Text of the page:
My unhealthy coping mechanisms consist of not necessarily pushing people away and just… disappearing for a while. I do it unintentionally too, but once I see that other people are moving on with their lives and I’m not… I just sink.
tag yourself i’m squidward.
So what did it mean to get better? Get better for who? My parents? My friends? Myself? I had to learn how to live with my unhealthy coping mechanisms when my mental health gets worse and that had to start with me. This year was the year I had friendships fall out of place, people coming and going and I didn’t know how to cope with that, my loneliness thoughts began taking control over me to the point where I didn’t feel like I was a person anymore, I was merely… existing.
But I kept pushing myself to get better. Just get better then everything was going to be all right. I had to stop feeling like the things that didn’t work out were my fault, I had to come with the terms that I was in charge of no one else’s feelings but my own.
Throughout those days where I felt like I wasn’t really there anymore resulted in me laying in my bed with no sense of direction, I forgot that I existed for a bit and I just didn’t… try anymore. It sucked being at a point in your life where you feel like you can’t do anything at all, and that there wasn’t anything anyone else could do for you.
When those depresso sessions get hard, you don’t necessarily feeling doing… anything, do you?
That’s where the unhealthy coping mechanisms come in. We sink, we black out, we just lay there. But let’s try doing something. There’s the keyword. Try.
Let’s try. All right? Let’s try to remember why we do the things we do, why we like the things we like, let’s… try. Talking to people I actually trust.
Sometimes you don’t really see what you have unless it’s right in front of you, sitting there right under your nose. I became so focused on the things that could’ve been, why they left, why didn’t it work out when I should’ve been focused on what I still have. We don’t really take things for granted until… they’re gone and my mind was so focused on that what could’ve been instead of what I have. Reminding myself of the things that make me happy, the people that make me happy, the people that I know who are always going to be there no matter what help set my mind back at ease, and I talked to my friends again, I tried. That was the difference this time. I actually tried and I’m back in a good space again, with good people and I opened myself up to a new community (hello booktwt and booktube akeke) and I feel… okay again.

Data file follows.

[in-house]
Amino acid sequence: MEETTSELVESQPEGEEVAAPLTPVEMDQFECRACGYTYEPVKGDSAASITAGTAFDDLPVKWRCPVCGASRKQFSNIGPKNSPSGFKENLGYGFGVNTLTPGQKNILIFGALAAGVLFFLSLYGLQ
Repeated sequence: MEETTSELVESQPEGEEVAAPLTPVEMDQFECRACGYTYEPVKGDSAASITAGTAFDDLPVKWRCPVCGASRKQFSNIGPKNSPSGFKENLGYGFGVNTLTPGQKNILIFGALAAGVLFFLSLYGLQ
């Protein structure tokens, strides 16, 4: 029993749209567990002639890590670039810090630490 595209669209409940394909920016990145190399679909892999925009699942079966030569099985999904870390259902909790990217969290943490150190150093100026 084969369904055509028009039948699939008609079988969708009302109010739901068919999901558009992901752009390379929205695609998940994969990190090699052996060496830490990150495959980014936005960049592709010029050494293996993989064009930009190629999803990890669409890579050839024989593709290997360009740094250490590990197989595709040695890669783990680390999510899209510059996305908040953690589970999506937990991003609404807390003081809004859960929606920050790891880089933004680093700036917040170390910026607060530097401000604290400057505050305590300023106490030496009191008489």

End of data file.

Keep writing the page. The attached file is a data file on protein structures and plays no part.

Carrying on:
Making better habits
These habits don’t have to CHANGE your life completely overnight, but it’s really the little things that help, even if it’s tiny.
Little things like opening your curtains to let the daylight in, getting up and brushing your teeth, cleaning your bookshelf, getting yourself a tall glass of water Anything small can help, it’s the fact that you’re trying that makes it worth it.
These small things can change your life big time, and trying new things can get you back into being active, back into looking forward to something in a day.
The mental health stigma is still alive and relevant! It’s okay to put your own emotional wellbeing first. It’s okay to think of what’s best for you.
That’s all for now! I will try to write more blog posts and be more active, I’m still trying to make this into a habit for myself hehe.